The Great Wall is not that kind of movie.
Directed by acclaimed House of Flying Daggers filmmaker Yimou Zhang, The Great Wall casts Jason Bourne star Matt Damon as a European mercenary whose attempt to locate a source of gunpowder in China during the Song dynasty is sidelined when he gets caught up in a war with savage creatures laying siege to the famous Great Wall. A joint production of U.S. and Chinese studios, the film is the first English-language production for Zhang and famously (or perhaps infamously, depending on the final box-office numbers) has the highest price tag of any movie ever filmed entirely in China.
The visual spectacle is all this movie has going for it.
And it’s fairly easy to see where its whopping $135 million budget was spent.
A lavish production with epic cinematography and impressively detailed sets, The Great Wall is a fantastic feast for the eyes, and takes a lot of visual cues from Zhang’s prior, celebrated films. The mix of bright, bold colors, balletic wire-work choreography, and grand set design – both outside the wall and within it – are a common ingredient in cinematic adventures set in ancient China, and each of these elements is present at exactly the sort of level you would expect from the most expensive movie ever made in the country.
Unfortunately, the visual spectacle is all this movie has going for it.
Damon’s loner-turned-hero mercenary is entirely unexciting and offers little reason for his casting in the role other than the name recognition he brings to the project. A generic protagonist who fights only for himself at first, but eventually finds something more important to fight for, Damon’s character follows an arc that – like so much of the film – holds few surprises and avoids much in the way of development.
Unfortunately, the same can be said of Tian Jing – the most prominent representative of the film’s predominantly Chinese cast – in the role of Commander Lin, the leader of a division of high-flying soldiers trained to dive from the top of the wall into hordes of creatures, then acrobatically twirl their way back to their perches like death-dealing yo-yos. Her performance offers little in the way of emotion or depth, and she often seems more comfortable engaging in complicated, aerial fight sequences than in scenes intended to develop her character’s back story or relationship with Damon’s mercenary.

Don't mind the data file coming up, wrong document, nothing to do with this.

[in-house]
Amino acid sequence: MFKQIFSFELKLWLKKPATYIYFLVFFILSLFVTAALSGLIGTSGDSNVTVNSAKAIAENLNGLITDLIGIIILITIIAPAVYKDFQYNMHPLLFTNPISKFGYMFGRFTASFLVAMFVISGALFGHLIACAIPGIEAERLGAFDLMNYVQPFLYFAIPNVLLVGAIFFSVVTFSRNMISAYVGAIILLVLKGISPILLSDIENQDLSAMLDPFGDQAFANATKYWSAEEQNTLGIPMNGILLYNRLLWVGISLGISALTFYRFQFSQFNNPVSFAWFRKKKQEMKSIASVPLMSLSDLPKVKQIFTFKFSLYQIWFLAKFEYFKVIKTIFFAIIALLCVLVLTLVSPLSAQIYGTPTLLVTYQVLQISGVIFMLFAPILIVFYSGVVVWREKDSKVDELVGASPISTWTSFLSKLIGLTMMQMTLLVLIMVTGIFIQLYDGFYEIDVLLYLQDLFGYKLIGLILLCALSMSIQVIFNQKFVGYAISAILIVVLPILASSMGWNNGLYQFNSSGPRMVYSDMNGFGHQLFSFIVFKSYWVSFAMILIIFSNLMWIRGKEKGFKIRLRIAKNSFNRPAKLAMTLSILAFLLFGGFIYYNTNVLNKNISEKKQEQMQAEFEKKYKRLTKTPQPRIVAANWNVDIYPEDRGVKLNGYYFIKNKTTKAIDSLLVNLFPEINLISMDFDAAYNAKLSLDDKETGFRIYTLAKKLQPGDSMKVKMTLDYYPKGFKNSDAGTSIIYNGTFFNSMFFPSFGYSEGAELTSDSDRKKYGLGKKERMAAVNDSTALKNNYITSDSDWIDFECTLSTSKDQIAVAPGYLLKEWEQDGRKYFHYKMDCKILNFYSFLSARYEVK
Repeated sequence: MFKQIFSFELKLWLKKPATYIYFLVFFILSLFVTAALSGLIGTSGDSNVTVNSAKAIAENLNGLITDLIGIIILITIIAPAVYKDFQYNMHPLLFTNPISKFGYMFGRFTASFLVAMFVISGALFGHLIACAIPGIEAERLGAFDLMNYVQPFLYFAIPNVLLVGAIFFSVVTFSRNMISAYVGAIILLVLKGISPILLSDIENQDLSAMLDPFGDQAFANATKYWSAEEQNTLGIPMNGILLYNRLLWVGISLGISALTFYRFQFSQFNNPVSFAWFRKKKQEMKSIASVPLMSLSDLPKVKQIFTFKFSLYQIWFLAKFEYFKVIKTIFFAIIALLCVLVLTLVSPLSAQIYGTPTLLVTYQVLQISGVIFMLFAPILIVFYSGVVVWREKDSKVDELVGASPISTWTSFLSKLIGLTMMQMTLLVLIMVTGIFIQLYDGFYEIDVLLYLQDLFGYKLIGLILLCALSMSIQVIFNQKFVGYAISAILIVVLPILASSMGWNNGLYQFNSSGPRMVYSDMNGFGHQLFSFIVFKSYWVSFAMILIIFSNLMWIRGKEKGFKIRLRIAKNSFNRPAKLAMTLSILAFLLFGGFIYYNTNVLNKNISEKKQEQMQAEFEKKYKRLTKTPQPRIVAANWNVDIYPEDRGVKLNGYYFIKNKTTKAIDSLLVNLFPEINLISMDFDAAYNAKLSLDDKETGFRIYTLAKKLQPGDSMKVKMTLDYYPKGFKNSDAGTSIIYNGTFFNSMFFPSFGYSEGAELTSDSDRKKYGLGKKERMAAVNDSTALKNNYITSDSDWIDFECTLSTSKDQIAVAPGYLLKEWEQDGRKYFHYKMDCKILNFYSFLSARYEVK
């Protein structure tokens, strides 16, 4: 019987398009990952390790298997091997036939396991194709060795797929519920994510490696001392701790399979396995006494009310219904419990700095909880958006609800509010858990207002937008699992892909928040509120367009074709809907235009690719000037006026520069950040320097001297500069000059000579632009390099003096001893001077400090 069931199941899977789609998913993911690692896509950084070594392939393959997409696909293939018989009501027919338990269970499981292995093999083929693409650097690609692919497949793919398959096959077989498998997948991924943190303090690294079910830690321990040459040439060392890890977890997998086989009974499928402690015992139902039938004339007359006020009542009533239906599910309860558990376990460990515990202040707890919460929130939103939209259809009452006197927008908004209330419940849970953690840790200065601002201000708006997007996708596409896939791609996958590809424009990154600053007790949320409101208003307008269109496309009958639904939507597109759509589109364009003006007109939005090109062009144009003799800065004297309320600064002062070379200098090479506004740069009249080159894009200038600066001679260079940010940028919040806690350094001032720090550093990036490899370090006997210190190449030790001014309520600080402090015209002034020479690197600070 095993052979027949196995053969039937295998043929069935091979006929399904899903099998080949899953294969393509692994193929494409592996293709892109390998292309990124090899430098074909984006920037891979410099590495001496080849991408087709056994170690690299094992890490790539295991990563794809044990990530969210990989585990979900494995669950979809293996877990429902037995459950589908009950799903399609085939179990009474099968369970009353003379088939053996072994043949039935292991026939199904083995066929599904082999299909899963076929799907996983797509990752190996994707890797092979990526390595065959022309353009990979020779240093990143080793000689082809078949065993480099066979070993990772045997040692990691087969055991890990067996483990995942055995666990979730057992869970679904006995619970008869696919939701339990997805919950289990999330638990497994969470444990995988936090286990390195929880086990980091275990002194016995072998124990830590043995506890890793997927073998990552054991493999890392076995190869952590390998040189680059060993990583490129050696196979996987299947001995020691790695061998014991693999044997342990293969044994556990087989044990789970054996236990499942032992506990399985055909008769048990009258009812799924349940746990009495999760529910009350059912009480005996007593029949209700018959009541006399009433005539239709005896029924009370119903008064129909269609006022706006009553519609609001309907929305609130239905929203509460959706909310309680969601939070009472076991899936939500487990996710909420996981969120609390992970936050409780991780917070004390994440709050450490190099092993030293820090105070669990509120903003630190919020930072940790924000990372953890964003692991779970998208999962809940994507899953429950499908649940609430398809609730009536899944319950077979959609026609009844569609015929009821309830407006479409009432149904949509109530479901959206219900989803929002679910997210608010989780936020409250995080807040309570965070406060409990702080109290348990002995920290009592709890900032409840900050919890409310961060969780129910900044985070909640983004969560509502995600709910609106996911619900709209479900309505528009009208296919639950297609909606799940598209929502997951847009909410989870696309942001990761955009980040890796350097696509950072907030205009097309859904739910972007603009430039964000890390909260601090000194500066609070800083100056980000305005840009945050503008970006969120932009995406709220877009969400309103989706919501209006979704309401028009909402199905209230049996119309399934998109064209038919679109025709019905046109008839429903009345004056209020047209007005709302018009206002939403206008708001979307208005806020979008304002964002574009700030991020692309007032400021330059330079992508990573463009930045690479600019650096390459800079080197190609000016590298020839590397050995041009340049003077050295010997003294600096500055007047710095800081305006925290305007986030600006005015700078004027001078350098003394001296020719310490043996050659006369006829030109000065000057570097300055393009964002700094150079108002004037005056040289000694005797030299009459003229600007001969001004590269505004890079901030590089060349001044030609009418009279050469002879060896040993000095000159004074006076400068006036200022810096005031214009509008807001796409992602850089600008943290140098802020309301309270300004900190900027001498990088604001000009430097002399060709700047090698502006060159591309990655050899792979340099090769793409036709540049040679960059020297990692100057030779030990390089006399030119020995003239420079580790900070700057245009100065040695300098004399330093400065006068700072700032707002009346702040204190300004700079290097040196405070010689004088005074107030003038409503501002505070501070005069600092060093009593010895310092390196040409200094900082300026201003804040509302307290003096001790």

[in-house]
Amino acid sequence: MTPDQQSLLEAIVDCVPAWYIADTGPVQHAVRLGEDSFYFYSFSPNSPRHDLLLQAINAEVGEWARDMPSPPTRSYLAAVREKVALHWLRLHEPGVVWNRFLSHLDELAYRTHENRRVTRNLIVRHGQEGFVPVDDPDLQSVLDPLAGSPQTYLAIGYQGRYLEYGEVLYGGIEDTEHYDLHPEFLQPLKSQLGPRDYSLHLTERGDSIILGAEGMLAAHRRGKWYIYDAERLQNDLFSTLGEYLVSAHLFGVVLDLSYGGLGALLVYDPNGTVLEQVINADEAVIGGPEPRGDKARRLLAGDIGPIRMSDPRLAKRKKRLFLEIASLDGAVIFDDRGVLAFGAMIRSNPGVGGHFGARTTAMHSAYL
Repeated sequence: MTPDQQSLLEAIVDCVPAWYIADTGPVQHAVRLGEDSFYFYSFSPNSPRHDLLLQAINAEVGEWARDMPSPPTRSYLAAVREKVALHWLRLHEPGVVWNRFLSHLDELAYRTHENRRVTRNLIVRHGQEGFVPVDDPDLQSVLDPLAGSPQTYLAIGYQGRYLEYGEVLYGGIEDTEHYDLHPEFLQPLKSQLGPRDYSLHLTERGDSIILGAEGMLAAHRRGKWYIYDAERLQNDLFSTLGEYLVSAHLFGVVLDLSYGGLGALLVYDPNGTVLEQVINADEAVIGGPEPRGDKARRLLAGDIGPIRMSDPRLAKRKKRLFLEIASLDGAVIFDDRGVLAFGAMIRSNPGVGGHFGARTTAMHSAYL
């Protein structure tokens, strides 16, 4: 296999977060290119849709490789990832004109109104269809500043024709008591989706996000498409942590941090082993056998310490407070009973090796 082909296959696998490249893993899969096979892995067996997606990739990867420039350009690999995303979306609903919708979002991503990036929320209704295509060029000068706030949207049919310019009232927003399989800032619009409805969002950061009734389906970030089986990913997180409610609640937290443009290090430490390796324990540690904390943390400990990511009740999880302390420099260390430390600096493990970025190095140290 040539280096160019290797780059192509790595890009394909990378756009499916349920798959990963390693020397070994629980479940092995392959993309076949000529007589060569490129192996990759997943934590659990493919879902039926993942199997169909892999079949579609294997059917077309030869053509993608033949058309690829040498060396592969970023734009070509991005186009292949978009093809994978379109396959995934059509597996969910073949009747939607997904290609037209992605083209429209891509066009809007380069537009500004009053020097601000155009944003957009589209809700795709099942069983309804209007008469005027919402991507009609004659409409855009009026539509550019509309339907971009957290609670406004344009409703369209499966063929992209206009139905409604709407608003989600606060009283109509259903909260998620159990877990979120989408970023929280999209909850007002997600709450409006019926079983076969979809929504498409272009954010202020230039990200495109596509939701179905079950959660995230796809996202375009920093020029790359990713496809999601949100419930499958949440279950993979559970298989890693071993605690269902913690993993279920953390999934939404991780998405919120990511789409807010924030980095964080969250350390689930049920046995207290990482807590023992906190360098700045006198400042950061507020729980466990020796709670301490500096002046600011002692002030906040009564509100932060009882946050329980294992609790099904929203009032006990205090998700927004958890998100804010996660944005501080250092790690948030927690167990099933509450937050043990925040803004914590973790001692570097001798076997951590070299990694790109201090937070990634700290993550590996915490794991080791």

It’s fairly easy to see where the whopping $135 million budget was spent.
Although supporting cast members Pedro Pascal, Willem Dafoe, and Andy Lau do a decent job of adding some colorful elements that push the boundaries of an otherwise cookie-cutter story, their contributions are too small and too few to affect the overall tone of the film, which goes all-in on style over substance, even with its talented cast.
And yet, The Great Wall still manages to be an entertaining – if not very deep – adventure that delivers on its fantastic, monster-fighting premise. It offers no more and no less than what the trailers promised, which will likely frustrate audiences hoping for an over-the-top “so bad it’s good” experience or a film that sees its premise through to extreme ends.
If anything, one of the greatest knock against The Great Wall might be that it takes the safest route possible through its intriguing concept – armies in ancient China using the Great Wall to fend off hordes of monsters – and plays it too straight. (Or as straight as a film with such a fantastic premise can play it.)
A visual treat with its bright palette, remarkably detailed sets, and mesmerizing choreography, The Great Wall is the sort of film that occasionally feels like a montage of beautiful sequences based on a cool concept rather than a fully formed, singular movie. By avoiding risks, the movie minimizes the likelihood of you leaving disappointed, but you likely won’t leave surprised or excited either.
The Great Wall is what it is, and although the story is inspired by one of the world’s great wonders, the movie never comes close to achieving that same lofty status.